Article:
VATICAN CITY (AP) — The Vatican has defrocked its former ambassador to the Dominican Republic for sexually abusing boys. It's the first time a top papal envoy has been convicted of the crime and signals that Pope Francis is serious about imposing "zero tolerance" for abuse, regardless of rank.
The Vatican said Friday that Archbishop Jozef Wesolowski was found guilty by the Vatican's Congregation for the Doctrine of the Faith and sentenced to the harshest penalty possible against a cleric under canon law: laicization, meaning he can no longer perform priestly duties or present himself as a priest.
Wesolowski has two months to appeal. After the canonical case is finished, he faces a separate criminal trial in the Vatican City State's tribunal, which could carry a jail term if he is convicted.
The Vatican said it would take "adequate measures" to ensure Wesolowski doesn't flee pending the outcome of the criminal investigation.
The Vatican has never said how Wesolowski responded to the charges and hasn't provided contact information for his lawyer.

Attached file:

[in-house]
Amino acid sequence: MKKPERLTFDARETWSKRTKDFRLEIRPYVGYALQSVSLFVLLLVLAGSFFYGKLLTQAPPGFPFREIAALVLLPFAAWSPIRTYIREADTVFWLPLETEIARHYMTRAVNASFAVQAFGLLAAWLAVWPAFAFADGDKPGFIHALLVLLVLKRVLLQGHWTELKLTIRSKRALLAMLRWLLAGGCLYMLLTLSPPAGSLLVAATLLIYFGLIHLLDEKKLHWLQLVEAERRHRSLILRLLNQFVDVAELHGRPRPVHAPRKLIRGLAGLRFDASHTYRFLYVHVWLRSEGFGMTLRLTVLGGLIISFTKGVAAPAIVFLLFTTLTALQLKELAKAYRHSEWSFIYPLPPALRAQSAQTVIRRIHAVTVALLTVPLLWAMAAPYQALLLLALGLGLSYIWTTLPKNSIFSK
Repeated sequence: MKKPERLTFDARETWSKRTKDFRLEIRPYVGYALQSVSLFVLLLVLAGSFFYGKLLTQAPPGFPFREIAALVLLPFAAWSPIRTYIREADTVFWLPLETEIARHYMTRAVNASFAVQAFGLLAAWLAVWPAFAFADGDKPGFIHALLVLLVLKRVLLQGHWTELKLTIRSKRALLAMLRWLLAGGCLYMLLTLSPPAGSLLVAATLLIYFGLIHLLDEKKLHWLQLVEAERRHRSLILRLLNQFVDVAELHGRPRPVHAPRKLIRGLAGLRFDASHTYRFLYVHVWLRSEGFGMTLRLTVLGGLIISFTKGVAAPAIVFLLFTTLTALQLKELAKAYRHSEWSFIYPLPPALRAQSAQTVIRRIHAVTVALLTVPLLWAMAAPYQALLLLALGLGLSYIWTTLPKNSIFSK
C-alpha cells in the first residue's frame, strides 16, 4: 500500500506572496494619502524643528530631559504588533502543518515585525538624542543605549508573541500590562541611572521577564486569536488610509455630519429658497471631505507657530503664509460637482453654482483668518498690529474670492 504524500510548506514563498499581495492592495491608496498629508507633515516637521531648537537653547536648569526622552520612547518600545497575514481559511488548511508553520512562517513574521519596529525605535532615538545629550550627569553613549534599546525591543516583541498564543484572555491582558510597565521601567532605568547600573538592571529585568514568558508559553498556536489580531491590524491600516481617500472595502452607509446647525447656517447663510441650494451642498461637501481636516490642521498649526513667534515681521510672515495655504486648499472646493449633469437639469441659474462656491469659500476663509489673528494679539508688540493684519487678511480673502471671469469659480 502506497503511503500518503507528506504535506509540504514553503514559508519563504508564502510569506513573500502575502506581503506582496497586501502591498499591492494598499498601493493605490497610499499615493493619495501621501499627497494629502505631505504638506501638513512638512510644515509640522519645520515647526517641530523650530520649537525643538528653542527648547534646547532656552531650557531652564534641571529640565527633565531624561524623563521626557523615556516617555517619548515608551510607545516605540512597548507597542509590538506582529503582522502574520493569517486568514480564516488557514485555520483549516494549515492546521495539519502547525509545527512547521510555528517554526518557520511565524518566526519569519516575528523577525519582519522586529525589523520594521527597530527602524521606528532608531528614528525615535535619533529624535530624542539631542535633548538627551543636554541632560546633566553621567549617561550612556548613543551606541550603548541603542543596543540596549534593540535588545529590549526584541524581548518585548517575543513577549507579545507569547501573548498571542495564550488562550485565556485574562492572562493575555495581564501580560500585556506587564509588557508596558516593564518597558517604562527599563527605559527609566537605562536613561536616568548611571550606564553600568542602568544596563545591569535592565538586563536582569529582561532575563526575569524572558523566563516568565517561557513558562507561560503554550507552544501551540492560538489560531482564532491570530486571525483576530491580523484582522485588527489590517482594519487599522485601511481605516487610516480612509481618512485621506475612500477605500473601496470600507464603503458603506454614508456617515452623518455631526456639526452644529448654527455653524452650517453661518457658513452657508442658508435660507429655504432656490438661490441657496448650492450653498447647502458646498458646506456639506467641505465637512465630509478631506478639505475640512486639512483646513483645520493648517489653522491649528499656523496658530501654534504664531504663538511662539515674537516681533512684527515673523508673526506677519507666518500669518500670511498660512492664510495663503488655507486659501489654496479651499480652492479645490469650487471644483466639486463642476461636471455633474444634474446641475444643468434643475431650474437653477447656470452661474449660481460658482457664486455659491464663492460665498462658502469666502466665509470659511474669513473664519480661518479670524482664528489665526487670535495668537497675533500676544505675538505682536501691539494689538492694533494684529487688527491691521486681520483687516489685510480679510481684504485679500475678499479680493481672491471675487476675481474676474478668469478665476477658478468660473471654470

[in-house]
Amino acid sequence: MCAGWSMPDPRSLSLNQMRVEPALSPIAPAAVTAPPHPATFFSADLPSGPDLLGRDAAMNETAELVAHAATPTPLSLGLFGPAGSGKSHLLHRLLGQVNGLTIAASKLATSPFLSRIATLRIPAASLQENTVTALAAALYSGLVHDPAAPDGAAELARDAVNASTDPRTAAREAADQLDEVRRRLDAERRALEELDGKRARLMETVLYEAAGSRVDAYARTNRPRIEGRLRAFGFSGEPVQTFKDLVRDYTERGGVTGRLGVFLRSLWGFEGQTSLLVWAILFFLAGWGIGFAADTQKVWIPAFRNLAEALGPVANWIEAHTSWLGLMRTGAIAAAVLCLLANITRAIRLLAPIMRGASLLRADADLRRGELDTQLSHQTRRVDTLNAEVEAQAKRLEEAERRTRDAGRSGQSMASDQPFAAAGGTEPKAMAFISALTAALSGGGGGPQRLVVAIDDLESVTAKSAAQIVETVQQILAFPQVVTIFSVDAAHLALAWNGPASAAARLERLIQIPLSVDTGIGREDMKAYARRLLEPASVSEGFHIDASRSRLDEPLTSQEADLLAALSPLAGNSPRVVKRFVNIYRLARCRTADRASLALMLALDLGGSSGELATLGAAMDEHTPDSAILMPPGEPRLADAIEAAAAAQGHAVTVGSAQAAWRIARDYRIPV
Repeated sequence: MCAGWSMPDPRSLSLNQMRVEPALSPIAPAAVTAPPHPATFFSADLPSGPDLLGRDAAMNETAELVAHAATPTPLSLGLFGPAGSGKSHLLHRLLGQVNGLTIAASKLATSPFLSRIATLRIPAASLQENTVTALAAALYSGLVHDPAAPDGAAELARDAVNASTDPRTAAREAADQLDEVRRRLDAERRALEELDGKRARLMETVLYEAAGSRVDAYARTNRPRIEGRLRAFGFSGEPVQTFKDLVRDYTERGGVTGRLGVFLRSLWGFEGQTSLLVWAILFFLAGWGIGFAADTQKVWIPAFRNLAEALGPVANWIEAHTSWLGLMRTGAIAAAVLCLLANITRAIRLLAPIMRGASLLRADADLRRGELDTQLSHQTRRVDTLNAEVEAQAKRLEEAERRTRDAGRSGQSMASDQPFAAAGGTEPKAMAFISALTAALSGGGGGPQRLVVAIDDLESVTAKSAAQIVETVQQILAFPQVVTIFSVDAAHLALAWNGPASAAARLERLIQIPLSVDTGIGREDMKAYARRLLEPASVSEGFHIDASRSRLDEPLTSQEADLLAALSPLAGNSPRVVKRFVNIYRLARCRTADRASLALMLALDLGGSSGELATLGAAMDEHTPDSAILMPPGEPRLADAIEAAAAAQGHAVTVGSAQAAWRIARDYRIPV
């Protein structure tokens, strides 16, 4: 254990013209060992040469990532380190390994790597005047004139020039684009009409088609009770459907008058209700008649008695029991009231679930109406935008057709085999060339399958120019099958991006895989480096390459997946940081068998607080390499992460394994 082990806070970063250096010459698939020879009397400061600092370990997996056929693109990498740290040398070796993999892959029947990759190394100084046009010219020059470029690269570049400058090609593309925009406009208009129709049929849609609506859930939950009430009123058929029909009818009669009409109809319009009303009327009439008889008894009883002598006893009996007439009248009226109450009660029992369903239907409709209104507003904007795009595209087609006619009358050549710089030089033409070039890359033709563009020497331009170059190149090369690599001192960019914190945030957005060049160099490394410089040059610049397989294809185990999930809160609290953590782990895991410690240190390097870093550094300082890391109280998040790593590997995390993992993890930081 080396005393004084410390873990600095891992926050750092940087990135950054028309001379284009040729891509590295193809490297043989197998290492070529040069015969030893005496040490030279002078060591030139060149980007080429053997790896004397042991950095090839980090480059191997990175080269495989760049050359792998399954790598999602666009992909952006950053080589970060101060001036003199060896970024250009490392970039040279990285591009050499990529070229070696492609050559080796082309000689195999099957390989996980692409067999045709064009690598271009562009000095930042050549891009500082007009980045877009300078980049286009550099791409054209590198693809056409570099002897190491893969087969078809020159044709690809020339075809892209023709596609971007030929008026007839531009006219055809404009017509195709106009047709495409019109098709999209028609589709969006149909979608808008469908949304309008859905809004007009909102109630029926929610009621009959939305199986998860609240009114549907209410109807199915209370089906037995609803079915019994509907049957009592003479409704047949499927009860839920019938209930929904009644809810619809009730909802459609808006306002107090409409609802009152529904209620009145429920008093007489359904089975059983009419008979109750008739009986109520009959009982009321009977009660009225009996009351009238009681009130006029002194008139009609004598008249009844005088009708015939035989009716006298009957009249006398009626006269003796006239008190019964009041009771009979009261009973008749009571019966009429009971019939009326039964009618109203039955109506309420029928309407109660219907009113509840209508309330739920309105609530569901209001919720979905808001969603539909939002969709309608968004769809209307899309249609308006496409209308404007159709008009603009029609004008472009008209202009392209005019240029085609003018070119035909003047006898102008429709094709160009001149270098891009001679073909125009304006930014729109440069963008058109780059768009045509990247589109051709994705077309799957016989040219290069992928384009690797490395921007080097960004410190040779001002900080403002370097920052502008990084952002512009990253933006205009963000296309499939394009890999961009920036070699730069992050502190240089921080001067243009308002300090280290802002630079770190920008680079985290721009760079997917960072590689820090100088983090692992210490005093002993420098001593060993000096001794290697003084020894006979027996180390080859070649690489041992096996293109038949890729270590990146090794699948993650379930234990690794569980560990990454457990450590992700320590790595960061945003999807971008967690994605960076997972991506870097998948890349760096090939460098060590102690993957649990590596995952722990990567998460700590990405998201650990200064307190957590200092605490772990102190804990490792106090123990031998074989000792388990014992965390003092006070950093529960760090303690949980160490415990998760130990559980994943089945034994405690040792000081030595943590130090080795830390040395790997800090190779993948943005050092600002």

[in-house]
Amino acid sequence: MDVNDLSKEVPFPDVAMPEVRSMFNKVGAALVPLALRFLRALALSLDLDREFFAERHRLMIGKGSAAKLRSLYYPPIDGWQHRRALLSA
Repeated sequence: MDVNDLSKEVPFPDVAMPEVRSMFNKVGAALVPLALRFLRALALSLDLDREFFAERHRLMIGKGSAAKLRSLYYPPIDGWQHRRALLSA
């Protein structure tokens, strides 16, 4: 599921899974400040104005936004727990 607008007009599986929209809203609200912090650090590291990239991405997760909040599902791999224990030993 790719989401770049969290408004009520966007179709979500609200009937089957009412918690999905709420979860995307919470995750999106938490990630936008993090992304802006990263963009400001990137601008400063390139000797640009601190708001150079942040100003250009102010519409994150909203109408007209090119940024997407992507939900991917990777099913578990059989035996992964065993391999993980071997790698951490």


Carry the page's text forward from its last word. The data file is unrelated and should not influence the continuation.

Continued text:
The case against Wesolowski has been closely watched, given the grave nature of the charges. It has also been a test of Francis' willingness to sanction even a high-ranking Vatican official for a crime the Holy See has long sought to blame on wayward priests, not direct representatives of the pope.
Francis has told reporters, though, "there were no privileges" for anyone who violated a child and promised "zero tolerance" for abuse at all levels.
The Holy See recalled the Polish-born Wesolowski on Aug. 21, and relieved him of his job after the archbishop of Santo Domingo told Francis about rumors that Wesolowski had sexually abused teenage boys in the Dominican Republic. Prosecutors there say he allegedly paid boys to masturbate.
Dominican authorities opened an investigation, but never charged him on the grounds that Wesolowski had diplomatic immunity. Poland, too, opened an investigation.
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